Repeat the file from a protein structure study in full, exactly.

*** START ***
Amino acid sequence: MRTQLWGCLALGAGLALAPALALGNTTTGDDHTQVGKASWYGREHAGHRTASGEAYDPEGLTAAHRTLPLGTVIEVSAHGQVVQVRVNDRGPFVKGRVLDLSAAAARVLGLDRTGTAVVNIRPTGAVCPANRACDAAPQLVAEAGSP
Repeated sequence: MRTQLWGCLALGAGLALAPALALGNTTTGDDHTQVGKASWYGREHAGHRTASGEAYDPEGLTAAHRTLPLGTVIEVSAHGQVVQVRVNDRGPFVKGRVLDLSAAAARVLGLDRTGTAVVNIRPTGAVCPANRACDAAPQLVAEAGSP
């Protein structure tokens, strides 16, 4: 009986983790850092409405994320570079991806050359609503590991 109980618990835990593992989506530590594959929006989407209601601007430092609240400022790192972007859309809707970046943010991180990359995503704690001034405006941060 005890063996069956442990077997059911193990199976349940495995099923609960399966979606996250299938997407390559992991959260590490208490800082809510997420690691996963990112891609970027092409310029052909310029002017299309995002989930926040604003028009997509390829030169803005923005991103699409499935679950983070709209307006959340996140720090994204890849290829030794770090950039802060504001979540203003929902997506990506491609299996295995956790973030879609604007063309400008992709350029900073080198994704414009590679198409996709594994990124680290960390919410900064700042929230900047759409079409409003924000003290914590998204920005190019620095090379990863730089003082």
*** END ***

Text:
Amino acid sequence: MRTQLWGCLALGAGLALAPALALGNTTTGDDHTQVGKASWYGREHAGHRTASGEAYDPEGLTAAHRTLPLGTVIEVSAHGQVVQVRVNDRGPFVKGRVLDLSAAAARVLGLDRTGTAVVNIRPTGAVCPANRACDAAPQLVAEAGSP
Repeated sequence: MRTQLWGCLALGAGLALAPALALGNTTTGDDHTQVGKASWYGREHAGHRTASGEAYDPEGLTAAHRTLPLGTVIEVSAHGQVVQVRVNDRGPFVKGRVLDLSAAAARVLGLDRTGTAVVNIRPTGAVCPANRACDAAPQLVAEAGSP
């Protein structure tokens, strides 16, 4: 009986983790850092409405994320570079991806050359609503590991 109980618990835990593992989506530590594959929006989407209601601007430092609240400022790192972007859309809707970046943010991180990359995503704690001034405006941060 005890063996069956442990077997059911193990199976349940495995099923609960399966979606996250299938997407390559992991959260590490208490800082809510997420690691996963990112891609970027092409310029052909310029002017299309995002989930926040604003028009997509390829030169803005923005991103699409499935679950983070709209307006959340996140720090994204890849290829030794770090950039802060504001979540203003929902997506990506491609299996295995956790973030879609604007063309400008992709350029900073080198994704414009590679198409996709594994990124680290960390919410900064700042929230900047759409079409409003924000003290914590998204920005190019620095090379990863730089003082």